In his solo exhibition Invisible Border Khadim Ali draws attention to those imaginary delineations that separate us. As he points out, there are the arbitrary marks on a map that portion off one country from another, and “There’s an invisible border between me and someone else.” But in the context of this exhibition, Ali’s most extensive to date, the border that the Sydney-based artist really highlights is the insidious line between ‘us’ and ‘them.’
Invisible Border, at the Institute of Modern Art in Brisbane (IMA), includes several massive embroidered textile pieces and the gallery website notes that “Ali’s interest in tapestries developed soon after his parents’ home in Quetta, Pakistan was destroyed by suicide bombers. Amongst the rubble and debris left from the blast, a collection of rugs and weavings remained the only thing intact…”
The matter of fact way that this information is presented throws a particular invisible border – the line between those who experience this kind of horrific event as part of daily life and those who will only ever witness such acts of violence as news from elsewhere – into startling sharp relief.
Ali’s parents survived this terrorist attack and came to Australia as critically-injured refugees. Here they were clearly marked as ‘other,’ but even in Pakistan (where Ali and his father before him were born) they suffered the ramifications of invisible borders. As Hazaras, a Persian-speaking people from Afghanistan, they were targeted, persecuted and eventually bombed.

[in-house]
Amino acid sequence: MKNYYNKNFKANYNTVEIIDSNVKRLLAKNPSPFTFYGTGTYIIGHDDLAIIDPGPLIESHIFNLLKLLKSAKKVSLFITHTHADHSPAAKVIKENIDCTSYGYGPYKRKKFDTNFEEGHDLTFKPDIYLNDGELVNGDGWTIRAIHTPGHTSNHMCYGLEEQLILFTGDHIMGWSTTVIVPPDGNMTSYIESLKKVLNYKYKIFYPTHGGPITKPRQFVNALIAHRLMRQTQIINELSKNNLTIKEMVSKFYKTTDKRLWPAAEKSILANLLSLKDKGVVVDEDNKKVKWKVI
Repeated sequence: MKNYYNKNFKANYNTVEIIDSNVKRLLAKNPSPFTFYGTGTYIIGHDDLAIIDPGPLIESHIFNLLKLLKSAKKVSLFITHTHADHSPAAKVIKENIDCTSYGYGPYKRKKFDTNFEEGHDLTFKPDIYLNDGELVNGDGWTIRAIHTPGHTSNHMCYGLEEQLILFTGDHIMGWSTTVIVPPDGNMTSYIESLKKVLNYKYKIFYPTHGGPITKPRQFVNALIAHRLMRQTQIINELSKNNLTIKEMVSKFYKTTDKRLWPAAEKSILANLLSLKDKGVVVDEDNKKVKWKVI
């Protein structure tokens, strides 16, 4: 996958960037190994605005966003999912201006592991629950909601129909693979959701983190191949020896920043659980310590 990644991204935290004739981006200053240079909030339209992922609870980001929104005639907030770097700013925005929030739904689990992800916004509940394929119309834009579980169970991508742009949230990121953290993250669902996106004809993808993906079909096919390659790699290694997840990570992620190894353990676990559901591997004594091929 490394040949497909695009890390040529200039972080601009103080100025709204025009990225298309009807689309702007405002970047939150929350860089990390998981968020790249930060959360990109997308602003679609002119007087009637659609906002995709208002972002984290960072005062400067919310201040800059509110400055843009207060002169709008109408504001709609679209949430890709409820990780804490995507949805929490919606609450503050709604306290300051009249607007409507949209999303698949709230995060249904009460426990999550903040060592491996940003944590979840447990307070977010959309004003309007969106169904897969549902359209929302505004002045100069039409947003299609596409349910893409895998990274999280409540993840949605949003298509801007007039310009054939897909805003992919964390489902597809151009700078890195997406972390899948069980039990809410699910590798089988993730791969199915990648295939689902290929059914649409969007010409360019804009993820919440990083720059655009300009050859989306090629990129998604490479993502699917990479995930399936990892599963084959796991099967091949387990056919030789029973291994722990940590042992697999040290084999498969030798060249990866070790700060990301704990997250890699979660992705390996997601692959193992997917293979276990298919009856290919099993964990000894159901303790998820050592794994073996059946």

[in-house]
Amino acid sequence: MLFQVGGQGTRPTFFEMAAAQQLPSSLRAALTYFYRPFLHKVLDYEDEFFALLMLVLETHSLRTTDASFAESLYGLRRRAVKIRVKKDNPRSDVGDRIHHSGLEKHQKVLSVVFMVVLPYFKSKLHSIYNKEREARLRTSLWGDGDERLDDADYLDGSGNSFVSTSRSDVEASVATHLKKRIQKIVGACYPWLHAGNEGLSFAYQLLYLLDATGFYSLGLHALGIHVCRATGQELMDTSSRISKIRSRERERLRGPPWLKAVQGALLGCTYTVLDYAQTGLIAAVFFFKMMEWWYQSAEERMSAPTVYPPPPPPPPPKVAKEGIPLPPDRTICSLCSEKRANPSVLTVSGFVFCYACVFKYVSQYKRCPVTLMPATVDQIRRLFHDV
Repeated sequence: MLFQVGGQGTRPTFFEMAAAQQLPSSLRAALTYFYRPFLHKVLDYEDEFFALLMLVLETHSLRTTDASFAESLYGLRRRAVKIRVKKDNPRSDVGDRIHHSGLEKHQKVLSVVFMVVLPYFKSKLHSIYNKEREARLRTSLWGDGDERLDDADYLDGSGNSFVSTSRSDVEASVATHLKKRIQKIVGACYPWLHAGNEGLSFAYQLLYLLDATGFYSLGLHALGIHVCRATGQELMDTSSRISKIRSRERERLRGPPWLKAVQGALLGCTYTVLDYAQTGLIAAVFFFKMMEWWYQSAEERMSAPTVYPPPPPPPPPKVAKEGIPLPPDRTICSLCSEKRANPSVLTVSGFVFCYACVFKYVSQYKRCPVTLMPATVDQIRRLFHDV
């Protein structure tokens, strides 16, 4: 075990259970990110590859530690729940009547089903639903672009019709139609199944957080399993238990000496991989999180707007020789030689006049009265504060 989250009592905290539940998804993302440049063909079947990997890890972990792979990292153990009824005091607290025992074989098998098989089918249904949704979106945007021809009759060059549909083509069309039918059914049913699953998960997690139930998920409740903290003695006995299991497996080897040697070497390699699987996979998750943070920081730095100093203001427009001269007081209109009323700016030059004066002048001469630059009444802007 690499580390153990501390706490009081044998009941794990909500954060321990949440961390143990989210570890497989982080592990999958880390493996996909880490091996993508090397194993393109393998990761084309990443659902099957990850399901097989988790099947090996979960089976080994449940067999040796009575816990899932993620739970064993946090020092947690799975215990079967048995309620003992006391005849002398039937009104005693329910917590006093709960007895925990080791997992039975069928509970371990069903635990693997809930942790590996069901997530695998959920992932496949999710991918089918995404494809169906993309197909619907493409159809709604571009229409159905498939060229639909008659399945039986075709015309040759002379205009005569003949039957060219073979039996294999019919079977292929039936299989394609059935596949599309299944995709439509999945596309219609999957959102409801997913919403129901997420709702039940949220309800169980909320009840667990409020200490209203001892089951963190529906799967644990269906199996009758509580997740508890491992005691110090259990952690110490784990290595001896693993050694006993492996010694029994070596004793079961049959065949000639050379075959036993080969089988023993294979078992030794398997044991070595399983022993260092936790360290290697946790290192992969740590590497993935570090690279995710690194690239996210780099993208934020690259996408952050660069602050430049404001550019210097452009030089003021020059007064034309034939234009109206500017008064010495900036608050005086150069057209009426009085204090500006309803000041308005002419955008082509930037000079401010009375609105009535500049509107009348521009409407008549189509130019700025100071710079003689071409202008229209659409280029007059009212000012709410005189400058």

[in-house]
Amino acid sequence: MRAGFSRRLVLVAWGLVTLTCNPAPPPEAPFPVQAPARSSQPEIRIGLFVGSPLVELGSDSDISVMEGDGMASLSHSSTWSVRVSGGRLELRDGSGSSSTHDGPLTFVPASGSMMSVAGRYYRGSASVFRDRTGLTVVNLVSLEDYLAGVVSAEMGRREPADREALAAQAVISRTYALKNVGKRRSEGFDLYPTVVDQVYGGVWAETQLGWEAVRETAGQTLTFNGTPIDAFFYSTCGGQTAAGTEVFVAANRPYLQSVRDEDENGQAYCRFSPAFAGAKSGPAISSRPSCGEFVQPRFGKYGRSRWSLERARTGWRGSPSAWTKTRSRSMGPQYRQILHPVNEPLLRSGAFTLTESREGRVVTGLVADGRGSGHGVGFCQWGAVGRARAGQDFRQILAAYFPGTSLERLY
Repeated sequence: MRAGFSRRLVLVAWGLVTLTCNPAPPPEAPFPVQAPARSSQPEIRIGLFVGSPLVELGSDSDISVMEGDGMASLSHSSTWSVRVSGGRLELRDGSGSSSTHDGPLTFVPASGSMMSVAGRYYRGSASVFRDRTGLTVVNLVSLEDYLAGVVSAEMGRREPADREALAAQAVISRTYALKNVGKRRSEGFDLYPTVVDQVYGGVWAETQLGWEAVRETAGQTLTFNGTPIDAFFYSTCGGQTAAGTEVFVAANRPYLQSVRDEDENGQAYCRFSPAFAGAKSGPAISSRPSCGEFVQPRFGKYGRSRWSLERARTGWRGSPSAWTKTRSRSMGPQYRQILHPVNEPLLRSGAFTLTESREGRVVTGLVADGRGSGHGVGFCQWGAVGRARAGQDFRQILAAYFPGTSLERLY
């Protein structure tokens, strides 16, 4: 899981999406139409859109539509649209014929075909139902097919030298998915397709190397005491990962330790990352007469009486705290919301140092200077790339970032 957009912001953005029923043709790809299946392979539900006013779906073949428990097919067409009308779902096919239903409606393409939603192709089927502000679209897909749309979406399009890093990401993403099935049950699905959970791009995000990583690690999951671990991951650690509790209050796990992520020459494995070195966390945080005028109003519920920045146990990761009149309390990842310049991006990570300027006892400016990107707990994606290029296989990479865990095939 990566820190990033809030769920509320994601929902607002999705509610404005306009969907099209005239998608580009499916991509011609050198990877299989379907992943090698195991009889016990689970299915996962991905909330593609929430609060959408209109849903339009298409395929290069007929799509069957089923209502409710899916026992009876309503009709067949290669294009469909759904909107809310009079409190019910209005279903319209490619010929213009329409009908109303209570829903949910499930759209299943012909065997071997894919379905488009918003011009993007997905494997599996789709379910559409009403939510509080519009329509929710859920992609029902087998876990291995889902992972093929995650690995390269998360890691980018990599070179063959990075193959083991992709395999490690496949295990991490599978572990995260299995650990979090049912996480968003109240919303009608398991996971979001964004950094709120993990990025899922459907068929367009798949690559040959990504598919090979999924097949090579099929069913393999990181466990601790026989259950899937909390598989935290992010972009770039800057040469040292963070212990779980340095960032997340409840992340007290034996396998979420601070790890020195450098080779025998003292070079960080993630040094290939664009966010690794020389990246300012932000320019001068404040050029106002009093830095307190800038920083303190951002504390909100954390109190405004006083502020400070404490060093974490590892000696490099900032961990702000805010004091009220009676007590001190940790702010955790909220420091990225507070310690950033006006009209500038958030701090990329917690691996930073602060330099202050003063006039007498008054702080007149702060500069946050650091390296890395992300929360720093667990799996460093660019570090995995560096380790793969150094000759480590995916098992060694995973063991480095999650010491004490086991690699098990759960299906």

Explosives are a particularly brutal way of wiping out a minority group, but in Invisible Border, Ali also references textile techniques to draw attention to more subtle methods of obliterating a culture. In his wall-based sound sculpture, Urbicide 2, 2020, made in collaboration with Sher Ali, he explains that the golden lines traced on the gallery wall mimic both circuitry and embroidery. The artist says that while the gold wire stands in for the copper wire of suicide vests, a deadly fashion statement that is a symbol of honour and status to many, it also harks back to intricate and colourful Afghani embroidery traditions which use golden threads.
“But now people are adapting their dress to the Saudi or the fundamentalist style,” Ali explains. “Their daily outfits are repelling the traditional way of embroidering; getting very flat. They are either wearing white or black. The white is very much coming from the Arab culture and the black is coming from ISIS culture. It’s big. They have lost their own traditions, crafts, their own culture, in this war.”
If war seems a distant problem here in ‘the lucky county’ – something that ‘they’ have to deal with, not ‘us’ – Ali’s use of imagery from the catastrophic bushfire season of 2019-2020 is a reminder that in fact no one is entirely immune from devastation and loss. Drawing on the scenes of towering walls of flame and animals literally running for their lives which dominated the media during that horribly hot summer, in his Sermon on the Mount series (which includes both mixed media textile pieces and paintings) Ali pictures koalas, kangaroos and emus as desperate refugees fleeing the cataclysm of war.
For many Australians the fallout from natural disasters is the closest we will come to first-hand experience of the all-encompassing losses visited on those caught in the crossfire of war. In addition to its overwhelming power to destroy, fire is known for its regenerative potential. Looking at Ali’s work it is possible to believe, if only for a moment, that the legacy of that terrible summer might be a growing sense of empathy for others and a weakening of the invisible borders that divide us.
UNSW Galleries, Sydney
20 Aug – 20 Nov